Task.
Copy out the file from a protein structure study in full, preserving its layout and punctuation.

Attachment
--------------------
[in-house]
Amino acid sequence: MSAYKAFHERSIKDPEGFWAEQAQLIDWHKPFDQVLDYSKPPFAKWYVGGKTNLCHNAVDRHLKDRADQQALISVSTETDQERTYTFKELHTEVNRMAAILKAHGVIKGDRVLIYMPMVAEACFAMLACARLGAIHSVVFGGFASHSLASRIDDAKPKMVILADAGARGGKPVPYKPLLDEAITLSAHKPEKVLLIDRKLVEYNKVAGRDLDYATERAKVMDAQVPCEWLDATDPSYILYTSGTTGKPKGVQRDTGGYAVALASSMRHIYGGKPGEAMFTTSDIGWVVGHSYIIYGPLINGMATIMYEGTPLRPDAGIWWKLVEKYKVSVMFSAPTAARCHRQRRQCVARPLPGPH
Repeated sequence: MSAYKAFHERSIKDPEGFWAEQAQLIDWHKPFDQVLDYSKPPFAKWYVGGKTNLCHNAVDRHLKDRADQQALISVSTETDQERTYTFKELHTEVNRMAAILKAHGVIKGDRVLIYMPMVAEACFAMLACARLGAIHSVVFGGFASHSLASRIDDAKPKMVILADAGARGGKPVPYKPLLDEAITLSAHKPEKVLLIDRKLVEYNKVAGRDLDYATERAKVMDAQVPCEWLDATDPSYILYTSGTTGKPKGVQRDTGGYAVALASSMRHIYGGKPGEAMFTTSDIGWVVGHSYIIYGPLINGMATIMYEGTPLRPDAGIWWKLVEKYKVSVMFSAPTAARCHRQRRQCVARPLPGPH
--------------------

[in-house]
Amino acid sequence: MSAYKAFHERSIKDPEGFWAEQAQLIDWHKPFDQVLDYSKPPFAKWYVGGKTNLCHNAVDRHLKDRADQQALISVSTETDQERTYTFKELHTEVNRMAAILKAHGVIKGDRVLIYMPMVAEACFAMLACARLGAIHSVVFGGFASHSLASRIDDAKPKMVILADAGARGGKPVPYKPLLDEAITLSAHKPEKVLLIDRKLVEYNKVAGRDLDYATERAKVMDAQVPCEWLDATDPSYILYTSGTTGKPKGVQRDTGGYAVALASSMRHIYGGKPGEAMFTTSDIGWVVGHSYIIYGPLINGMATIMYEGTPLRPDAGIWWKLVEKYKVSVMFSAPTAARCHRQRRQCVARPLPGPH
Repeated sequence: MSAYKAFHERSIKDPEGFWAEQAQLIDWHKPFDQVLDYSKPPFAKWYVGGKTNLCHNAVDRHLKDRADQQALISVSTETDQERTYTFKELHTEVNRMAAILKAHGVIKGDRVLIYMPMVAEACFAMLACARLGAIHSVVFGGFASHSLASRIDDAKPKMVILADAGARGGKPVPYKPLLDEAITLSAHKPEKVLLIDRKLVEYNKVAGRDLDYATERAKVMDAQVPCEWLDATDPSYILYTSGTTGKPKGVQRDTGGYAVALASSMRHIYGGKPGEAMFTTSDIGWVVGHSYIIYGPLINGMATIMYEGTPLRPDAGIWWKLVEKYKVSVMFSAPTAARCHRQRRQCVARPLPGPH